The past year has been a triumphant one for Spanish soccer.
The national team won the World Cup. Barcelona, whose players largely stocked the national team, took the Union of European Football Associations Cup, the most prestigious competition in club soccer. The Spanish under-19 team won the 2011 World Cup for the fifth time. And everywhere in the world, Spanish-style soccer was admired for its emphasis on teamwork, passing the ball and talented players working seamlessly together.
There’s just one problem: This year Spain’s professional soccer league almost closed down. Some 200 Spanish players weren’t paid for several months; by the time a deal was reached, they were owed roughly $70 million in back pay. And about half of Spain’s 40 professional soccer teams are in bankruptcy.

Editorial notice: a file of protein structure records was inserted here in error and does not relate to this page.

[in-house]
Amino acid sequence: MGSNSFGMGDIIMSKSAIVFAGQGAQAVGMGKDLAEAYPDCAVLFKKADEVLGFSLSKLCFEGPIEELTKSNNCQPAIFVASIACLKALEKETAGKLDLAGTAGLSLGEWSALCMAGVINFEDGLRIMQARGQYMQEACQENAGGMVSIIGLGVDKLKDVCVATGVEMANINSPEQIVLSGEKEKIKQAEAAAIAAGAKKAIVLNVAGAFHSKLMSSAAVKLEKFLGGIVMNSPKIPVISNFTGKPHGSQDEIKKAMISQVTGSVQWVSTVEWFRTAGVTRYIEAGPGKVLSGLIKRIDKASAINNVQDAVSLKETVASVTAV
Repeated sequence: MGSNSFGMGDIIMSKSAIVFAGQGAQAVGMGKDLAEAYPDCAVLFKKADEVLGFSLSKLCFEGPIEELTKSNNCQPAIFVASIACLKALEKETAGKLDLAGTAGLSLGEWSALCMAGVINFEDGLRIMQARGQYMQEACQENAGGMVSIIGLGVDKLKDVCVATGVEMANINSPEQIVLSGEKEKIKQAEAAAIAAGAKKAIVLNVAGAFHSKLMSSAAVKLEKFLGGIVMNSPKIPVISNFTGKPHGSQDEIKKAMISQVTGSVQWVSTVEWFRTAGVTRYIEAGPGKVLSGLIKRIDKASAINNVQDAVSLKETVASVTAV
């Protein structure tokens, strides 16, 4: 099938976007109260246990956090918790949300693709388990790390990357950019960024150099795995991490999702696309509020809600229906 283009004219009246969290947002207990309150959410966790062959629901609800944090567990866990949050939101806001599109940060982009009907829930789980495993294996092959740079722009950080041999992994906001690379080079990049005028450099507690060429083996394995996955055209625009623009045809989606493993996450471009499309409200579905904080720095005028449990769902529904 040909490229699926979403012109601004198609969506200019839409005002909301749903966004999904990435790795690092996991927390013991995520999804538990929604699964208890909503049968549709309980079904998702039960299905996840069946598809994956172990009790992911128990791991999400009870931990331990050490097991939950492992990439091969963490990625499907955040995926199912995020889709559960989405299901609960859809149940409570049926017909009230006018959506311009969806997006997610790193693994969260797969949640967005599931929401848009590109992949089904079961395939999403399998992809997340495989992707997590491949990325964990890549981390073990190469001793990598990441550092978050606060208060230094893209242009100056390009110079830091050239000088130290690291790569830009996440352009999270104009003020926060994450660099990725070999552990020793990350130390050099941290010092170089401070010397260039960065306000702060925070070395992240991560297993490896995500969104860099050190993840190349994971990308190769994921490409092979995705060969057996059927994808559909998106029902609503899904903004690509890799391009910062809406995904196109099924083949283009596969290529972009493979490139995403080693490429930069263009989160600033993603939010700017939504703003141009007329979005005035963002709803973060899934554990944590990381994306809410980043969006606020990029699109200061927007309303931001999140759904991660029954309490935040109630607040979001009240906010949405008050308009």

The problem? Think of it as an exercise in Republican economics. That’s right: If you want to see what’s wrong with the way the United States has been handling economic policy, tax policy and employment policy, largely under the guidance of first the George W. Bush administration and more recently the Republican leadership in Congress, you need look no further than the sad story of Spanish soccer.
Read the whole story: USA Today